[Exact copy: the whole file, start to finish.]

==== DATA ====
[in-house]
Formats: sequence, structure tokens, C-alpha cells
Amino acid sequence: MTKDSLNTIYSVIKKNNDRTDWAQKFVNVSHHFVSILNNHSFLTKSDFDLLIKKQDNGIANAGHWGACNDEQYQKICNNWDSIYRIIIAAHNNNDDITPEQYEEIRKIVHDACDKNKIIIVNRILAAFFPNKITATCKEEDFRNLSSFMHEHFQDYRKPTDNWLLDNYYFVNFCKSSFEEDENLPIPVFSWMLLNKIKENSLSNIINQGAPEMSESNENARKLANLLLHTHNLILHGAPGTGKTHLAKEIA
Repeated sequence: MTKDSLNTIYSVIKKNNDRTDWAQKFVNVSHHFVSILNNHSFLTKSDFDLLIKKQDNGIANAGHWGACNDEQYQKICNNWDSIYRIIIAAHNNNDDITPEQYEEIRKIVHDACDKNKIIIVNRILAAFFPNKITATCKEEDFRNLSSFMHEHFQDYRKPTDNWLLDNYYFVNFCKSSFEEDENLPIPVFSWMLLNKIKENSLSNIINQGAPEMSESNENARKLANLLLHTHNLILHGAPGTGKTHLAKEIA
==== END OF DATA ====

[in-house]
Formats: sequence, structure tokens, C-alpha cells
Amino acid sequence: MTKDSLNTIYSVIKKNNDRTDWAQKFVNVSHHFVSILNNHSFLTKSDFDLLIKKQDNGIANAGHWGACNDEQYQKICNNWDSIYRIIIAAHNNNDDITPEQYEEIRKIVHDACDKNKIIIVNRILAAFFPNKITATCKEEDFRNLSSFMHEHFQDYRKPTDNWLLDNYYFVNFCKSSFEEDENLPIPVFSWMLLNKIKENSLSNIINQGAPEMSESNENARKLANLLLHTHNLILHGAPGTGKTHLAKEIA
Repeated sequence: MTKDSLNTIYSVIKKNNDRTDWAQKFVNVSHHFVSILNNHSFLTKSDFDLLIKKQDNGIANAGHWGACNDEQYQKICNNWDSIYRIIIAAHNNNDDITPEQYEEIRKIVHDACDKNKIIIVNRILAAFFPNKITATCKEEDFRNLSSFMHEHFQDYRKPTDNWLLDNYYFVNFCKSSFEEDENLPIPVFSWMLLNKIKENSLSNIINQGAPEMSESNENARKLANLLLHTHNLILHGAPGTGKTHLAKEIA